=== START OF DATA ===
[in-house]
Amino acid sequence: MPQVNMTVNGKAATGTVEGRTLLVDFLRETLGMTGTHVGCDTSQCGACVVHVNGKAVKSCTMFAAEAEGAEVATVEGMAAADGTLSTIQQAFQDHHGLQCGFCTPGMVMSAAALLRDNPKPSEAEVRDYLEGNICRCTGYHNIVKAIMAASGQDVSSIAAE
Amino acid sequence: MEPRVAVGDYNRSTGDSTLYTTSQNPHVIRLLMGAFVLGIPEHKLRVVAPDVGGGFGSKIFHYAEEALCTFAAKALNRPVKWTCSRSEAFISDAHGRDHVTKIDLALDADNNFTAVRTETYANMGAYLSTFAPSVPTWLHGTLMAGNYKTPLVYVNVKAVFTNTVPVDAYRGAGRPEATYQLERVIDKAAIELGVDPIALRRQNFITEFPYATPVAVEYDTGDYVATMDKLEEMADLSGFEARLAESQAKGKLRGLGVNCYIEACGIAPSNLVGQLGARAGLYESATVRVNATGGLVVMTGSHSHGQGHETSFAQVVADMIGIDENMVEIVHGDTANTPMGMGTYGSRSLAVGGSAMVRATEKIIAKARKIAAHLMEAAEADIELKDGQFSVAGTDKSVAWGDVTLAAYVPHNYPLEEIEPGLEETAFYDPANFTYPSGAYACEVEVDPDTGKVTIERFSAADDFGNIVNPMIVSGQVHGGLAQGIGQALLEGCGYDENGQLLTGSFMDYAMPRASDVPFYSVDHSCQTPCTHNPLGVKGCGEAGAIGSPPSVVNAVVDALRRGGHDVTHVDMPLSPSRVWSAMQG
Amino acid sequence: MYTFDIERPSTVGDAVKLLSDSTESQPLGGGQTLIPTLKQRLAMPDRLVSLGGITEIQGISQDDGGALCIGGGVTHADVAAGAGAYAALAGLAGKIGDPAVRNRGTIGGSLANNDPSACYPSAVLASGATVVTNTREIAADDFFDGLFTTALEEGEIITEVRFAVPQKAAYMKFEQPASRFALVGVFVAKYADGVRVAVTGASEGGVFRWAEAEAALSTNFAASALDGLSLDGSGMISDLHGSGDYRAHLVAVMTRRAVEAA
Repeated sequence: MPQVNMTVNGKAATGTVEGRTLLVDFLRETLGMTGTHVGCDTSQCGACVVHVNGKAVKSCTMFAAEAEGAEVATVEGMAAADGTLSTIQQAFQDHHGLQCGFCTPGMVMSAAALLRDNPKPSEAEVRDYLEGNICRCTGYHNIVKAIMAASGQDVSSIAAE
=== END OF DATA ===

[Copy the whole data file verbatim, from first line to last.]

[in-house]
Amino acid sequence: MPQVNMTVNGKAATGTVEGRTLLVDFLRETLGMTGTHVGCDTSQCGACVVHVNGKAVKSCTMFAAEAEGAEVATVEGMAAADGTLSTIQQAFQDHHGLQCGFCTPGMVMSAAALLRDNPKPSEAEVRDYLEGNICRCTGYHNIVKAIMAASGQDVSSIAAE
Amino acid sequence: MEPRVAVGDYNRSTGDSTLYTTSQNPHVIRLLMGAFVLGIPEHKLRVVAPDVGGGFGSKIFHYAEEALCTFAAKALNRPVKWTCSRSEAFISDAHGRDHVTKIDLALDADNNFTAVRTETYANMGAYLSTFAPSVPTWLHGTLMAGNYKTPLVYVNVKAVFTNTVPVDAYRGAGRPEATYQLERVIDKAAIELGVDPIALRRQNFITEFPYATPVAVEYDTGDYVATMDKLEEMADLSGFEARLAESQAKGKLRGLGVNCYIEACGIAPSNLVGQLGARAGLYESATVRVNATGGLVVMTGSHSHGQGHETSFAQVVADMIGIDENMVEIVHGDTANTPMGMGTYGSRSLAVGGSAMVRATEKIIAKARKIAAHLMEAAEADIELKDGQFSVAGTDKSVAWGDVTLAAYVPHNYPLEEIEPGLEETAFYDPANFTYPSGAYACEVEVDPDTGKVTIERFSAADDFGNIVNPMIVSGQVHGGLAQGIGQALLEGCGYDENGQLLTGSFMDYAMPRASDVPFYSVDHSCQTPCTHNPLGVKGCGEAGAIGSPPSVVNAVVDALRRGGHDVTHVDMPLSPSRVWSAMQG
Amino acid sequence: MYTFDIERPSTVGDAVKLLSDSTESQPLGGGQTLIPTLKQRLAMPDRLVSLGGITEIQGISQDDGGALCIGGGVTHADVAAGAGAYAALAGLAGKIGDPAVRNRGTIGGSLANNDPSACYPSAVLASGATVVTNTREIAADDFFDGLFTTALEEGEIITEVRFAVPQKAAYMKFEQPASRFALVGVFVAKYADGVRVAVTGASEGGVFRWAEAEAALSTNFAASALDGLSLDGSGMISDLHGSGDYRAHLVAVMTRRAVEAA
Repeated sequence: MPQVNMTVNGKAATGTVEGRTLLVDFLRETLGMTGTHVGCDTSQCGACVVHVNGKAVKSCTMFAAEAEGAEVATVEGMAAADGTLSTIQQAFQDHHGLQCGFCTPGMVMSAAALLRDNPKPSEAEVRDYLEGNICRCTGYHNIVKAIMAASGQDVSSIAAE